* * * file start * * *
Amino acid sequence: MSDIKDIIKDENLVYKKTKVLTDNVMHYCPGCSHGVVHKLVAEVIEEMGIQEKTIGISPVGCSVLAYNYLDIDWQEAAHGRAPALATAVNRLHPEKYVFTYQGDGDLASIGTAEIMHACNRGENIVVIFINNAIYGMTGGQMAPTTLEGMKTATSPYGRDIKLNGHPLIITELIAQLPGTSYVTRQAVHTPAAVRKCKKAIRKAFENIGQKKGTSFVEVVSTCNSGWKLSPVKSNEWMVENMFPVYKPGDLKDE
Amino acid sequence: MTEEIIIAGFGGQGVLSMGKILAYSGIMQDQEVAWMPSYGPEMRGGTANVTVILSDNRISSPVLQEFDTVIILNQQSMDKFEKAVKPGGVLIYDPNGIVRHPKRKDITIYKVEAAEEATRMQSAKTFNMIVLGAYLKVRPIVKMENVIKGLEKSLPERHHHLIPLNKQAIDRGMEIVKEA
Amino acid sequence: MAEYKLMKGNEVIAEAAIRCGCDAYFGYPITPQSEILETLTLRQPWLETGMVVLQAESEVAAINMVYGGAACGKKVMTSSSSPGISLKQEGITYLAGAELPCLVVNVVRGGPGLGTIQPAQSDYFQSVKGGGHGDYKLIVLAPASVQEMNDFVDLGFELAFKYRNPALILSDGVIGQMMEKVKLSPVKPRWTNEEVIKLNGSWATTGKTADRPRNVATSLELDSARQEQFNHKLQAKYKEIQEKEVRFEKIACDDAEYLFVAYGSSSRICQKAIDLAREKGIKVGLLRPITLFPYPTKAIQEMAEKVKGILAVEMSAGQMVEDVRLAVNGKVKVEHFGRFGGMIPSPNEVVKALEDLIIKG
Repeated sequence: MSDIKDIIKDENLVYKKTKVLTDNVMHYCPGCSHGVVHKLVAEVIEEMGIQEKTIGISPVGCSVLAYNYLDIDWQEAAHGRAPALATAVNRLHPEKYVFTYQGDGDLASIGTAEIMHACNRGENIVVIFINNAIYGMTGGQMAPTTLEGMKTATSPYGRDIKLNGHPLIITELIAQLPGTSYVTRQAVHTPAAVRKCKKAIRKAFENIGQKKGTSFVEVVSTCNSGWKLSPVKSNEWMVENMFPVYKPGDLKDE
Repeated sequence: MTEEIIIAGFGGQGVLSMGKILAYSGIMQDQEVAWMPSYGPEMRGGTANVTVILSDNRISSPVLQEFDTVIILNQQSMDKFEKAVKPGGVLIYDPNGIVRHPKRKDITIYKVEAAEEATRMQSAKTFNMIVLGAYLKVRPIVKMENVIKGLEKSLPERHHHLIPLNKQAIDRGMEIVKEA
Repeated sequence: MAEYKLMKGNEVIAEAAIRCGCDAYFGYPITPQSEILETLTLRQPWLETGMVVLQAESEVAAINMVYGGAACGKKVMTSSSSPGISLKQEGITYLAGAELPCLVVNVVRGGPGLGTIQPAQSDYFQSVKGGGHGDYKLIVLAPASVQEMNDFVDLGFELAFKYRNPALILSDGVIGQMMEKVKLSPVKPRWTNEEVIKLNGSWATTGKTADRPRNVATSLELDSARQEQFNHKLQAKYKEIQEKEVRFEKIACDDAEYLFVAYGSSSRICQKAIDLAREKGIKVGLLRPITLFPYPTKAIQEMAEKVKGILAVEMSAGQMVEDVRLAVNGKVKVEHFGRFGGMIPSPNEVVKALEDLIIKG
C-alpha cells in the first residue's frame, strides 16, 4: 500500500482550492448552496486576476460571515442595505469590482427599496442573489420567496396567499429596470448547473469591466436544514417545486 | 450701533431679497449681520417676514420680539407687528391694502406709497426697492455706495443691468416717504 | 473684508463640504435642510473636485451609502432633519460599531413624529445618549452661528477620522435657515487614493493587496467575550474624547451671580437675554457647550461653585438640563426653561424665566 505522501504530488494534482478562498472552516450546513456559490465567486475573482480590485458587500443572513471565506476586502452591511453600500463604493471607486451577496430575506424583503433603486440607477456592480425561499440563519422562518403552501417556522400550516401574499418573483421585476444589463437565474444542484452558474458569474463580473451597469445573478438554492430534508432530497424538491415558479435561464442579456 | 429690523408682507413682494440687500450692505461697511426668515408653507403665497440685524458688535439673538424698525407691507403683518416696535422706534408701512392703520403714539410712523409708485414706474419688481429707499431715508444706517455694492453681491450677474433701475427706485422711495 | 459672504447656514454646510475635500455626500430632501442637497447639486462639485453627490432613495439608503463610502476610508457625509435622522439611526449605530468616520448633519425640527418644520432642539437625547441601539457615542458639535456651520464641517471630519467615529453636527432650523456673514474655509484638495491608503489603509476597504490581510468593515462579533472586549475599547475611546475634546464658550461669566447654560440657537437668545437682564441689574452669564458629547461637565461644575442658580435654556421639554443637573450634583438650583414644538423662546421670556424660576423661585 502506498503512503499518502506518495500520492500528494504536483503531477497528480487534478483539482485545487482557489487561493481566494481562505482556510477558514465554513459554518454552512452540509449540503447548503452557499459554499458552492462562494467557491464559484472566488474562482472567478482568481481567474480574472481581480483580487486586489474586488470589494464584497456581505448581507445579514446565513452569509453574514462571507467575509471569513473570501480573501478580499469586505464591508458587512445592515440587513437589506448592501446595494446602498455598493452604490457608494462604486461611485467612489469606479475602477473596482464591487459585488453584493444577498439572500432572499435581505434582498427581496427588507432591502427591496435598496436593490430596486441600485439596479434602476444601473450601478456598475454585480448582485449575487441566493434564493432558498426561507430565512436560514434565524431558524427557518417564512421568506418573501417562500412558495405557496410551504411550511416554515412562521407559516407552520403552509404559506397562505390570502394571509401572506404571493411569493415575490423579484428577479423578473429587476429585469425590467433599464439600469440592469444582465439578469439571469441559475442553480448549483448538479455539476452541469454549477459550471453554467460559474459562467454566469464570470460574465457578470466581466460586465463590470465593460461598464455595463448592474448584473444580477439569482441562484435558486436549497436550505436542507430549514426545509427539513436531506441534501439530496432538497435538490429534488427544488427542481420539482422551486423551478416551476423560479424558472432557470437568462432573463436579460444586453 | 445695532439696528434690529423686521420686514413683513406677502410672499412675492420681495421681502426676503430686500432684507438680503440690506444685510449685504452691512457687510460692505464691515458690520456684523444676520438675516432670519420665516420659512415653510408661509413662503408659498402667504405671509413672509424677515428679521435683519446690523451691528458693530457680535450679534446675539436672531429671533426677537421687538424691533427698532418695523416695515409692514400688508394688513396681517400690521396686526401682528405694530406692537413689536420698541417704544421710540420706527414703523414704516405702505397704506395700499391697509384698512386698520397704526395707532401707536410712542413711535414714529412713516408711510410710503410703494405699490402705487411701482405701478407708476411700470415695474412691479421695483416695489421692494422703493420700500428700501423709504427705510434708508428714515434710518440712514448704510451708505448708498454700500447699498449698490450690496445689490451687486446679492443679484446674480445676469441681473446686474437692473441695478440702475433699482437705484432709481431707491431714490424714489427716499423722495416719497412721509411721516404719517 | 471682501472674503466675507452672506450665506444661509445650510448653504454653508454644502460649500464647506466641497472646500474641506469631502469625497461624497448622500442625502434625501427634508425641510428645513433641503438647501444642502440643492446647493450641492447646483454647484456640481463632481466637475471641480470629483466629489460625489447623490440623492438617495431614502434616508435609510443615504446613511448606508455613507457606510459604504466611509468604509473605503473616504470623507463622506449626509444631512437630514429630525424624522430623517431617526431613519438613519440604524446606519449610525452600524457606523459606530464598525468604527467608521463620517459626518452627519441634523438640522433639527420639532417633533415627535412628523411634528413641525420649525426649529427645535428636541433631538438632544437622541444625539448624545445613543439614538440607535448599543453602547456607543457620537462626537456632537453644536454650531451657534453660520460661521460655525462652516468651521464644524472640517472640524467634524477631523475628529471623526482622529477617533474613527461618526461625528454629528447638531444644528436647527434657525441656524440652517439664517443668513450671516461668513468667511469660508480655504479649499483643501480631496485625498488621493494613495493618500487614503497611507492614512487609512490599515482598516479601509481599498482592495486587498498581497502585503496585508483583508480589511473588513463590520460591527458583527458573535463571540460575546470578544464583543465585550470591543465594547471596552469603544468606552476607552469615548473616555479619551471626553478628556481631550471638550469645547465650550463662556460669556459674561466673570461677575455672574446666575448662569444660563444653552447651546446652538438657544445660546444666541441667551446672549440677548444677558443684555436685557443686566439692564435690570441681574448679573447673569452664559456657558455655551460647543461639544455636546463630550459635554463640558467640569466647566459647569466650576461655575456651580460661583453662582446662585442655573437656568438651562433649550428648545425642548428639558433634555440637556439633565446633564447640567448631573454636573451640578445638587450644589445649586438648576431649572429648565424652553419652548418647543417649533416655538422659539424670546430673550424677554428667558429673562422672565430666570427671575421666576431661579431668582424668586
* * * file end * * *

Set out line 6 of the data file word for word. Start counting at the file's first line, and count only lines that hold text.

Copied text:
Repeated sequence: MAEYKLMKGNEVIAEAAIRCGCDAYFGYPITPQSEILETLTLRQPWLETGMVVLQAESEVAAINMVYGGAACGKKVMTSSSSPGISLKQEGITYLAGAELPCLVVNVVRGGPGLGTIQPAQSDYFQSVKGGGHGDYKLIVLAPASVQEMNDFVDLGFELAFKYRNPALILSDGVIGQMMEKVKLSPVKPRWTNEEVIKLNGSWATTGKTADRPRNVATSLELDSARQEQFNHKLQAKYKEIQEKEVRFEKIACDDAEYLFVAYGSSSRICQKAIDLAREKGIKVGLLRPITLFPYPTKAIQEMAEKVKGILAVEMSAGQMVEDVRLAVNGKVKVEHFGRFGGMIPSPNEVVKALEDLIIKG